Sean Hall, in This Means This, This Means That, expands on this point: He states that there are two ways symbols can arise, natural and cultural, and while there are plenty of movies that play on cultural fear (The Exorcist, and other movies based on religious concepts), movies involving water are often purely natural in how they encourage emotions in their viewers, especially “creature” films, like many of the aforementioned movies (and even Lovecraft stories) are. In a cultural context, water in clean, pure, and baptismal, but once there is enough of it, the fear of what lurks calls to our most basic of instincts.

Which goes back to an overall theme of horror: Whether it be woods or water, abandoned hospitals or lost islands, the idea that were is some unconquered unknown appeals to our fears, and becomes a symbol for it.

Every Spooky Thing is Phallic

When you watch a slasher film, someone is going to get penetrated.

With a knife, yes, but I think we all know the real implications here: Knives, chainsaws, and the like are often used against (women) victims, and even vampire fangs, which penetrate the skin can be phallic in nature. Vampire kings often have castle towers, and victims in these films are more often than not young, sexual women.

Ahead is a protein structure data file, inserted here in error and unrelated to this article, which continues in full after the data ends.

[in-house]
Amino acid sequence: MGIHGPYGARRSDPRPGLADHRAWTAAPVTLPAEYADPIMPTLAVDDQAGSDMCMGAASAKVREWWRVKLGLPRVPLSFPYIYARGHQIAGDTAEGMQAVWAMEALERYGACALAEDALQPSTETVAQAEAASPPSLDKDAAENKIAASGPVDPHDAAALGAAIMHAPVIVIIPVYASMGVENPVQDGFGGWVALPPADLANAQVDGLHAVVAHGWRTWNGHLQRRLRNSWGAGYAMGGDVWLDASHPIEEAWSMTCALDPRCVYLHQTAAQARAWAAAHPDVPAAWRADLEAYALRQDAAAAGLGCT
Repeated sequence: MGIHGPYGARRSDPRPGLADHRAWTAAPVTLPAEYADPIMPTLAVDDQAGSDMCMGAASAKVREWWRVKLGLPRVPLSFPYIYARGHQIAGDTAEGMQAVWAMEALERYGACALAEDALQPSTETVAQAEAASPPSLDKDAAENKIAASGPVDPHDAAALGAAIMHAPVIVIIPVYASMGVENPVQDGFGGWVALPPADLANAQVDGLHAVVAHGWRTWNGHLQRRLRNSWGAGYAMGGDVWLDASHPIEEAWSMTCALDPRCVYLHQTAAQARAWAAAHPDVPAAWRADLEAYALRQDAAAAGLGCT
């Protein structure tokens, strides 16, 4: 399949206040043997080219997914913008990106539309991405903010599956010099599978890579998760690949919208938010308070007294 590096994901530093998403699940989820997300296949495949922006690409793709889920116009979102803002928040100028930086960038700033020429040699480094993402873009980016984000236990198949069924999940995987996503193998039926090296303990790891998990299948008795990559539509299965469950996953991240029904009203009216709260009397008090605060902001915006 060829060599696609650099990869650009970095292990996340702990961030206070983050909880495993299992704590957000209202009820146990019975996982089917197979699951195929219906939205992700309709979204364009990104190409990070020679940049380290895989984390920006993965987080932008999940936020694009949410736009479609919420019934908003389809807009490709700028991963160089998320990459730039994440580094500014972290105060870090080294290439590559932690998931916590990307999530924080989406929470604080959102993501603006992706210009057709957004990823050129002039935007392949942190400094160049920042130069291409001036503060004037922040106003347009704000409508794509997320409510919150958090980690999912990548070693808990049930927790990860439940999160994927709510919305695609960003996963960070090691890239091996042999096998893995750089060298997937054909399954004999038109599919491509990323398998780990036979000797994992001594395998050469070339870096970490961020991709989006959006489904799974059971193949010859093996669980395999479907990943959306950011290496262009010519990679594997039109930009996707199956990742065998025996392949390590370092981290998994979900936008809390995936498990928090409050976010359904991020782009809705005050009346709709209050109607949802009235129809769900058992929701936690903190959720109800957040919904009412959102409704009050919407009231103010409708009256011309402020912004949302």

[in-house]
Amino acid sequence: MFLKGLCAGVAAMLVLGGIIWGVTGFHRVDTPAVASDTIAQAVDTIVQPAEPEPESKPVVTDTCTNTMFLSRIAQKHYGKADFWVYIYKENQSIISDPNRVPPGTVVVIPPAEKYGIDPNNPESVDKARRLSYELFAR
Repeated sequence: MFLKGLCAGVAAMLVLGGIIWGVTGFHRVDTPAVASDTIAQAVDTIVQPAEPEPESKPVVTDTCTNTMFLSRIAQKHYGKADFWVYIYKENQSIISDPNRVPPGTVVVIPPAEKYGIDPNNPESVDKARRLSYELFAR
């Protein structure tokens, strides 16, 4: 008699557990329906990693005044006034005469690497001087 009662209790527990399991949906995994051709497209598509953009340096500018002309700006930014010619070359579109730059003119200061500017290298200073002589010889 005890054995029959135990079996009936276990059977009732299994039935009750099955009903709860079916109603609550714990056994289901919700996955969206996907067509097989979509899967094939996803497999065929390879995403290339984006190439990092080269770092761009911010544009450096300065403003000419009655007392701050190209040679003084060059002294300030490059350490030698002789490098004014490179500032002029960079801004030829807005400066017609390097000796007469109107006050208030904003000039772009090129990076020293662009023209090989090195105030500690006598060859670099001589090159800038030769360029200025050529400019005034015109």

After all, that’s why you never have sex in a horror film.

Unless the horror movie is Cherry Falls. Then you can have all the sex.

Unless the horror movie is Cherry Falls. Then you can have all the sex.

This is especially true of slasher films, which gave us the concept of the “Final Girl”–a pure female character who survives until the end because she upholds some form of “correct” behavior. In Halloween, she’s a sweet girl who works hard and isn’t a dirty loudmouth like her friend. In Friday the 13th she’s kind little Alice. In Wishmaster, she’s an innocent woman wracked with guilt over her parent’s death and who refused to succumb to the greed of wishes.

Which plays upon the “virgin/whore” dichotomy: Either a character is a raucous slut who deserves to get (excuse my language) metaphorically “fucked” by the overtly masculine (but apparently incapable of sex) bad guy, or she’s pure enough to make it to the end.

But masculine/feminine symbols don’t end with slasher films, or even the concept of the Final Girl. Bruce “Don’t Call Me Ash” Campbell’s character, Ash, in Evil Dead is not a woman, but he is the only survivor. Thrice. That doesn’t stop director Sam Raimi from making the most overt phallic symbol in a horror movie ever when he has a character who is literally raped by trees and thus turns into a Candarian Demon.